Flavor: The beer is not as carbonated as I expected it to be, but it is quite sour. Good thing I like sour beers. There is a lot going on here with the flavor and it really changes as it slides across your palate. There are some bubbles when it first hits your lips, and then it begins to really open up as you swallow. There is a ton of flavor in the aftertaste, too, leaving this beer a wide range of awesome! The sour quickly fades leaving you a hint of those tannins that I keep talking about.
Mouthfeel: There are a ton of bubbles at first, but it’s not overwhelming. I wouldn’t recommend swishing this around in your mouth much. I did that on my second sip, and the sour flavor really comes through. But the bubbles become overwhelming. If you don’t like sour beers, stay away. As you swallow, the beer mellows out and you are left with a nice thin layer of sweetness every time you swallow. This beer is well produced and that is obvious every step of the way.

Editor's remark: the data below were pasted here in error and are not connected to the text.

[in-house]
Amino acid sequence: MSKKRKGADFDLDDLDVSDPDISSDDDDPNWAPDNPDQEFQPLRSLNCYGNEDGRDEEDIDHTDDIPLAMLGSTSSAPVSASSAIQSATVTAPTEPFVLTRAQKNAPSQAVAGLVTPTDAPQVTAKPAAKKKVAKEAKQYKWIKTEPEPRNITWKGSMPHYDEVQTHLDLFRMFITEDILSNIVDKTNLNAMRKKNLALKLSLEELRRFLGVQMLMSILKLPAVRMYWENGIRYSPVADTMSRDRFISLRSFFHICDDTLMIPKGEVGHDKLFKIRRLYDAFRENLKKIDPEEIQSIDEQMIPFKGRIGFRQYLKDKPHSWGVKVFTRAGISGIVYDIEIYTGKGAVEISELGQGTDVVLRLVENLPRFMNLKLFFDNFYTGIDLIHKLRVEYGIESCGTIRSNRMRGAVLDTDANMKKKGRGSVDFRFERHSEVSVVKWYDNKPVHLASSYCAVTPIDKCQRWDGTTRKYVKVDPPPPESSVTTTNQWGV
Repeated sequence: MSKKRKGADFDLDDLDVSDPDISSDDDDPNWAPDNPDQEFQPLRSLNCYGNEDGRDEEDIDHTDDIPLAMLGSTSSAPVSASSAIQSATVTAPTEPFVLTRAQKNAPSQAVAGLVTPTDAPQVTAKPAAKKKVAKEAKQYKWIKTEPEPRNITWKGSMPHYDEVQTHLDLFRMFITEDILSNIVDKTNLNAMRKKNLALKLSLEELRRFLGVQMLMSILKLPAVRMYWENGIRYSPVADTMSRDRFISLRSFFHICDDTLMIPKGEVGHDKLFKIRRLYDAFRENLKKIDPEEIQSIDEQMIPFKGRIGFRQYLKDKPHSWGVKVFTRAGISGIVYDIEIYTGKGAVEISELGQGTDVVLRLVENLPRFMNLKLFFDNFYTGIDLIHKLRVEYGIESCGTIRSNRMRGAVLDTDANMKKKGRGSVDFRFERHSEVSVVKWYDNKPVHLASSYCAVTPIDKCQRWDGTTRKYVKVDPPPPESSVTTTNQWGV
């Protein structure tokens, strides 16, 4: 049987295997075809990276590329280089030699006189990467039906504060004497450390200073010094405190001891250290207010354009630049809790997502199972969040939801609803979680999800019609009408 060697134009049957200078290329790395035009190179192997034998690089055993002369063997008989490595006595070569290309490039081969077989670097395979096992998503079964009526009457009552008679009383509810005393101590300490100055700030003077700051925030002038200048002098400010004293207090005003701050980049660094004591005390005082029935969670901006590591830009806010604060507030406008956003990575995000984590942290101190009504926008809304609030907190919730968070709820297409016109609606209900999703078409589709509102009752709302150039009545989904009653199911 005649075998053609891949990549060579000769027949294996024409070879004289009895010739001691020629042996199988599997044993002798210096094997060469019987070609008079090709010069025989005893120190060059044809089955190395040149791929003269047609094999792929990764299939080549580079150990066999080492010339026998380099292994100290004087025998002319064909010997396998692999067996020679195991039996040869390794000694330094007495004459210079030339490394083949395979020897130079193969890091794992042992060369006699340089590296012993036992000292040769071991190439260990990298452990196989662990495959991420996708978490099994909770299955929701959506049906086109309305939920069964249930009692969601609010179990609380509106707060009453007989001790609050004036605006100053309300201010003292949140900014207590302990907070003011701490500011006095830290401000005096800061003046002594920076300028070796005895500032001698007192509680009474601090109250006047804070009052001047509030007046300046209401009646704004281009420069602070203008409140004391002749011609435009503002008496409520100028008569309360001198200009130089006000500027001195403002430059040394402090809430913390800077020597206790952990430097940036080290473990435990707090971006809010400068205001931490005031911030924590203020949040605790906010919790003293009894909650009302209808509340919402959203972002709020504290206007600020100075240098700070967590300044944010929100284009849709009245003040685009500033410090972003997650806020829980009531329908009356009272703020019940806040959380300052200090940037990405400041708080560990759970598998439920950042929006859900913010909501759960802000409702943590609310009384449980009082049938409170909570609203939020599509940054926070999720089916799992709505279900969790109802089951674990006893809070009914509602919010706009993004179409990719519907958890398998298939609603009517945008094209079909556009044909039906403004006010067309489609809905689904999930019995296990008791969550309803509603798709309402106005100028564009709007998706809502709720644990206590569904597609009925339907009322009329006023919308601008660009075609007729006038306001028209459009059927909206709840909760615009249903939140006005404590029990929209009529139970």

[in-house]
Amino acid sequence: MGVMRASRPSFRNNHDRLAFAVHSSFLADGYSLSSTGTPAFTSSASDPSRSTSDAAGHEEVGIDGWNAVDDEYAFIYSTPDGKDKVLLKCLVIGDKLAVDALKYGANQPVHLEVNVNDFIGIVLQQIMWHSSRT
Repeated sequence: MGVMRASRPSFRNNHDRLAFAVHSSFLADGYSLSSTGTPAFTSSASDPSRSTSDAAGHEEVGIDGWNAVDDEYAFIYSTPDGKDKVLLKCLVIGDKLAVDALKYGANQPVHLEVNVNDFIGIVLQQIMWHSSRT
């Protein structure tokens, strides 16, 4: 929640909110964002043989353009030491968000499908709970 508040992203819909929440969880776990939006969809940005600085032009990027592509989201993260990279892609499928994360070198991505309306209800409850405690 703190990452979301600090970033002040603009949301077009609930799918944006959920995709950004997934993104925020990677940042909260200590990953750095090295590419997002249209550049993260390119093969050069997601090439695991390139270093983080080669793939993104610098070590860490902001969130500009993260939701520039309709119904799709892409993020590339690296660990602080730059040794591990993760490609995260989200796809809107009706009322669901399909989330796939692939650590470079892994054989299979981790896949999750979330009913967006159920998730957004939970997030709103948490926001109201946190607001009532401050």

Aftertaste: That is my favorite part of this beer. As soon as you swallow you are hit with some subtle dryness that just coats your tongue with flavor. I have been sitting on this last sip for a good 5 minutes and I feel/taste like I just took a sip. I don’t know the process of aging a beer in a wine barrel, but there has got to be some trial and error to realize the beer is ready after 9 months or not quite ready until it hits 15 months.
Speaking of barrel aged beers, the last time we tried Sirius Black, a killer beer from Four Peaks Brewing Company, I talked with someone from the brewery. He said the batch we were trying, at a tap takeover at Hops On Birch, had been aged for 12 months in a barrel. I am not sure I could be that patient pouring a beer as good as Sirius Black into a barrel just to wait a year! That is what makes cellaring beer so tough.
We can’t get Russian River beers here, but if we could I would be broke. This, along with all the other “-ation” beers we have tried/reviewed, is great. The more sour the better. Cheers, people!